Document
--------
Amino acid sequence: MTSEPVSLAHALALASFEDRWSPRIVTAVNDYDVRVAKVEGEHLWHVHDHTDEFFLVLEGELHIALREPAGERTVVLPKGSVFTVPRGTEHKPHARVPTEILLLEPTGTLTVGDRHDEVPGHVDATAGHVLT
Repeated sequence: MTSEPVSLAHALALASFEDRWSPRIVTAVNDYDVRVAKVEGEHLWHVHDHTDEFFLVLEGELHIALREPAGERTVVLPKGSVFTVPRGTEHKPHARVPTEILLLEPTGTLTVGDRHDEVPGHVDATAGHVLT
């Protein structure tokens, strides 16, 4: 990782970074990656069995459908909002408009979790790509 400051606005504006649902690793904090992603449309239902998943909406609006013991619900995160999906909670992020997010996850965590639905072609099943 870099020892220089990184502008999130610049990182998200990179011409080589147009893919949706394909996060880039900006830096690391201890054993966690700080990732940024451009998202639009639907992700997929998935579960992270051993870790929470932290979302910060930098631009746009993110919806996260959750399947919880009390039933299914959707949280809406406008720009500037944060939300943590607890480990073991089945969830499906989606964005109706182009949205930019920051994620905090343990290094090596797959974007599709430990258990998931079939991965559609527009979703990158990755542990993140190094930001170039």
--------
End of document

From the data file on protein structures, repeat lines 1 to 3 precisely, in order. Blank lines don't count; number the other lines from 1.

Amino acid sequence: MTSEPVSLAHALALASFEDRWSPRIVTAVNDYDVRVAKVEGEHLWHVHDHTDEFFLVLEGELHIALREPAGERTVVLPKGSVFTVPRGTEHKPHARVPTEILLLEPTGTLTVGDRHDEVPGHVDATAGHVLT
Repeated sequence: MTSEPVSLAHALALASFEDRWSPRIVTAVNDYDVRVAKVEGEHLWHVHDHTDEFFLVLEGELHIALREPAGERTVVLPKGSVFTVPRGTEHKPHARVPTEILLLEPTGTLTVGDRHDEVPGHVDATAGHVLT
């Protein structure tokens, strides 16, 4: 990782970074990656069995459908909002408009979790790509 400051606005504006649902690793904090992603449309239902998943909406609006013991619900995160999906909670992020997010996850965590639905072609099943 870099020892220089990184502008999130610049990182998200990179011409080589147009893919949706394909996060880039900006830096690391201890054993966690700080990732940024451009998202639009639907992700997929998935579960992270051993870790929470932290979302910060930098631009746009993110919806996260959750399947919880009390039933299914959707949280809406406008720009500037944060939300943590607890480990073991089945969830499906989606964005109706182009949205930019920051994620905090343990290094090596797959974007599709430990258990998931079939991965559609527009979703990158990755542990993140190094930001170039």